This Ramadan really started for me when I walked into a room packed full of black men of all ages taking turns unabashedly expressing their love and appreciation for one another. It was a powerful Latina Muslim artist and longtime IMAN leader, Liza Garza, leading them in the circle.

One year ago, most of these men didn’t know one another and several of them were rival gang members who had once shot at each other on the streets. And yet, less than a year later, the experience they have undergone as participants of the Green ReEntry program has turned these once-rivals into brothers.

For so many of us, this month of Ramadan has been about striving for and struggling to realize our unfulfilled potential, even amid structural barriers that try to deny us that vision of ourselves. Every dollar we are raising is part of a well-planned and calculated budget to help this organization grow its programming, deepen its campaigns, and expand its reach to better ensure the immediate and long-term realization of such a vision. We have come so far towards our larger goal and are grateful for each and every dollar that has come in this month. In the next few hours we will try our very best to close the remaining gap, and in the days and weeks to come, we are hopeful that we will be able to do so with your ongoing support and prayers.

Yesterday, as IMAN staff and leaders were preparing for what would be a beautiful community iftar last night, a neighbor on the block stopped Rami and me as we were walking past her house. She wanted us to know how much she loved and appreciated the young men in our program, who not only always treated her and her children with respect and kindness, but were also attentive stewards of the block. I am still thinking about her words and replaying the image of 30 black men standing in the middle of a room telling each other, “I love you, man”. There is so much more work to do but no matter how many lists my people and my community find themselves on, I know that it is that fierce, formidable, unrelenting love that has the power to transform any heart and any block.

Thank you for your love, this month and always.

Eid Mubarak,
Alia J. Bilal
Director of Community Relations

Handcuffed and Hauled Away

Last week, my husband Bilaal Evans was handcuffed and hauled away to a police station for hours. I was in the passenger seat praying that this wouldn’t turn into another horrific incidence of violence like those we have become all too accustomed to watching on our social media feeds.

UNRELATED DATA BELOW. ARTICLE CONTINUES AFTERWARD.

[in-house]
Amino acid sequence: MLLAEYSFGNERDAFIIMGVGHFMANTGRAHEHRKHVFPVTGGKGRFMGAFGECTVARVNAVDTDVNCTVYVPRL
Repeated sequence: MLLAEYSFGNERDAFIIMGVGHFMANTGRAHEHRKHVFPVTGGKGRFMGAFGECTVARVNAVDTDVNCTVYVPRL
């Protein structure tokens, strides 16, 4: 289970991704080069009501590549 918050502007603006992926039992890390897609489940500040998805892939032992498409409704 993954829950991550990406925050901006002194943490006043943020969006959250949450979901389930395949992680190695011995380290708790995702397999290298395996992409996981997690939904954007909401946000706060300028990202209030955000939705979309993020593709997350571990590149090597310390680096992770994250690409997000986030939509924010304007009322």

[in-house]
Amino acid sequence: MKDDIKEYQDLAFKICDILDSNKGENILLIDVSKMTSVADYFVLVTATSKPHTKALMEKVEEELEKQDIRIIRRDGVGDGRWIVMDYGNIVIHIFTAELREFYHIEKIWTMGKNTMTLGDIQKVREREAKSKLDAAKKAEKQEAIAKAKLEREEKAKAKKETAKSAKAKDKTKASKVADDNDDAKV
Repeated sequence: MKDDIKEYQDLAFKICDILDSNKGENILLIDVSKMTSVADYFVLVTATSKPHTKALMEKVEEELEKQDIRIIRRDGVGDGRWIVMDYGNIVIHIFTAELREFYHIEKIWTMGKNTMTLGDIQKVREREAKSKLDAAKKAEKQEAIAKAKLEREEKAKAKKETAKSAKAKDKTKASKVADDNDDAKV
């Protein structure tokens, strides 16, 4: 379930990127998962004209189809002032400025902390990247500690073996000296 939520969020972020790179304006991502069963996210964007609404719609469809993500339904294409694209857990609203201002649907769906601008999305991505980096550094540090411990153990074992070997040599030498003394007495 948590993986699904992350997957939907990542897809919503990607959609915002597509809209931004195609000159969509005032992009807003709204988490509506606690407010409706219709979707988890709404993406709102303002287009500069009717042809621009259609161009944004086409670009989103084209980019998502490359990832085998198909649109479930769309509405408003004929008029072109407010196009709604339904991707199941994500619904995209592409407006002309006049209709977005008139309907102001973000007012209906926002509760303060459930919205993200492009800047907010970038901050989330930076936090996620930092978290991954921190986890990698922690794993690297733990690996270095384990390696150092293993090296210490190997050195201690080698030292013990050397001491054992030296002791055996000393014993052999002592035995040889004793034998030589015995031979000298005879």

For months, Bilaal has been carrying physical proof that he is no longer required to register for Illinois’ Violent Offender Against Youth registry. This mandate was for a crime he committed as a young person himself over two decades ago, and Bilaal has already completed his lengthy prison sentence and parole term. The officer didn’t even give him a chance to pull it out though.

If you’ve been around IMAN for the past decade, you know my husband and you’ve met my family. Bilaal is IMAN’s Green ReEntry Coordinator and has been working there for the last eight years. He has dedicated his life to the work of transforming people and communities. My daughters and son have all grown up around IMAN, participating in organizing campaigns, helping guide the youth council and even serving on IMAN’s board of directors. My family has been on the front lines striving to improve our communities.

And yet, with just one cop and a faulty piece of legislation, none of that mattered. The Violent Offender Against Youth Registry Act has haunted my husband’s life since he was released from prison years ago, and there are hundreds of other people in Illinois facing the same situation. It is exactly these types of humiliating, dehumanizing, and demoralizing encounters that IMAN is working to eliminate.

Thankfully, two weeks ago, IMAN successfully passed the “Path to Restoration” bill, which will enable people stuck on this unfair registry to amend inaccurate information about themselves, and to petition for their eventual removal from the list. This is a huge achievement that my husband and his colleagues at IMAN spent months organizing at the grassroots level to push through.

But it’s still only a drop in the sea of policies that continue to criminalize black and brown people.

The cop eventually let us go—once he actually bothered to find out that Bilaal was no longer on the registry. But lists like these continue to disrupt the progress of many men and women who are simply trying to get their lives back on track and do something positive for their families. And that’s why I’m urging you to contribute to IMAN’s ‘Off the List, On the Love’ Ramadan Drive.

God willing, one day there will be one less list we have to worry about.

Thank you,
Khadijah Ali-Evans